Most adolescent women have no intention of becoming pregnant. Within the past ten years, pregnancy rates among teenager’s have skyrocketed and a solution to this problem has still yet to be found. “School sex and relationships education has very little impact on teenage pregnancy rates, according to new research. ” (Bloom, 2012) The increase of pregnancy has become an issue that has concerned American’s for the past twenty years. But the real concern we are faced with is what should we do about it?
Prevention of sexual relations is one of the toughest things Americans have tried to find a solution to. The problem is that these young girls that are faced with having a child at such an early age has to deal with many other things that come along with adolescent birth giving. These factors include financial support, giving up their education possibly, family support, social life, and even the crumble of some relationships. And women who give their children up for adoption or get an abortion have to deal with the emotional suffering that come along with these things.
Although teenage pregnancy plays a huge role in our society, there isn’t a lot of focus on decreasing the number of adolescent births. Prevention to me means abstinence. Abstinence is choosing not to partake in sexual relations or any other kind of drinking or drug related activities. I strongly believe abstinence is worth the wait and could help benefit many women in the future. Unfortunately with the influence of the media, and the sexual exploited content surrounding our society, I think the value of sexual relations with a partner is decreasing.
Now the meaning of sex has little to no value and is over used and abused. Therefore since so many teenagers are engaging in sexual intercourse I think that safe sex is the answer to this problem. I think that the educational abstinence programs should focus less on railing minors on how they shouldn’t have sex, and give them more beneficial facts on being safe. For example, I am a firm believer in birth control contraceptives. Although there are some minor side effects such as weight gain and hormonal shifts, I believe the benefits are far more important.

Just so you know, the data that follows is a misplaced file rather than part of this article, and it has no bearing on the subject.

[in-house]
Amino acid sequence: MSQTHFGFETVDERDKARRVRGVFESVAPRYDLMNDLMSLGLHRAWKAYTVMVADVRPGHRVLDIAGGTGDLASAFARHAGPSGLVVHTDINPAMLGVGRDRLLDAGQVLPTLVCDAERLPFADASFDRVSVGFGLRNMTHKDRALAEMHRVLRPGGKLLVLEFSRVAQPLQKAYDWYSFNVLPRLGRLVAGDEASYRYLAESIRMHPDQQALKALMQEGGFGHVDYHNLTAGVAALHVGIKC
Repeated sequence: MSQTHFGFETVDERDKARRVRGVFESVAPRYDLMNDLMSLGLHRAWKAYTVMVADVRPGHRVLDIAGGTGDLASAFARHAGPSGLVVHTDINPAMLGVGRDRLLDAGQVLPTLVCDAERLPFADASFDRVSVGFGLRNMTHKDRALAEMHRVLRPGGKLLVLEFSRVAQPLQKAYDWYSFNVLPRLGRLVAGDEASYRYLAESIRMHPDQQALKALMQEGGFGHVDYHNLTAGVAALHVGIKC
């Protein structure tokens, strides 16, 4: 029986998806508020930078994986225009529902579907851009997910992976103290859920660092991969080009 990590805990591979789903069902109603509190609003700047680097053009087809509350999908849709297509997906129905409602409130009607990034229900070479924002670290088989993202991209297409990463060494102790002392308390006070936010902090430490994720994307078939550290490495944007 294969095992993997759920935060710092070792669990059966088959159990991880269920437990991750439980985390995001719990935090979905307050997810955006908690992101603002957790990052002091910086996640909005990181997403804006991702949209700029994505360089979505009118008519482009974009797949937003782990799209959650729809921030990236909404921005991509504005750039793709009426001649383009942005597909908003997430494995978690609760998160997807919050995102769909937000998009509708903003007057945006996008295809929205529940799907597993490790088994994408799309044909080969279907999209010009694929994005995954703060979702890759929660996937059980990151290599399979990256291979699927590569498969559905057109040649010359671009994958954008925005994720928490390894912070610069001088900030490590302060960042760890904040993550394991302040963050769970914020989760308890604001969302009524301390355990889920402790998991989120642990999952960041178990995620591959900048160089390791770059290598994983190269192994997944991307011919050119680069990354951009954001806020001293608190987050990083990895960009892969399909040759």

I don’t think it’s fair for teenagers to be irresponsible and have a child that will live in poor conditions throughout their whole life due to their own parents’ recklessness. According to past research, the amount of teenage girls who have taken contraceptives have declined and increased the birth rate of teenage women by 16 percent. Therefore, further proving my point that sexually active teenagers should all be on the pill. If I could ideally fix the solution to teenage pregnancy I would start my own abstinence program but with different moral guidelines.
Instead of bantering kids on how sex is bad, I would actually inform them on how to be safe. I understand they do that now, but that is only a little portion of the education they teach. My solution to this problem would be to somehow get a law passed that if you are between the ages of 13 to 17 you are allowed without parental consent to get on the pill. By doing this, it would make more people feel less scared to talk about this with their parents and completely avoid being safe.
Parents can sometimes scare their children so I think if they are choosing to be sexually active themselves, then they should also have the choice of being safe too. Next, with this new program I would start I would go from school to school across the country and offer the pill with a highly discounted price. But first, I would give girls surveys and tell them about this discounted price before hand so they were completely honest on the survey. It is important that kids should not feel ashamed by anything that could help them in the future.
I would hope that this would get more girls to feel comfortable. I would also separate the girls from the boys, unlike most of the abstinence programs I have attended in my adolescent years. In conclusion, I think that abstinence programs should solely rely on focusing more on having safe sex rather than trying to convince students to not be sexually active at all. I would fix this problem by making the contraceptives available for teenage girls in privacy and without parent consent.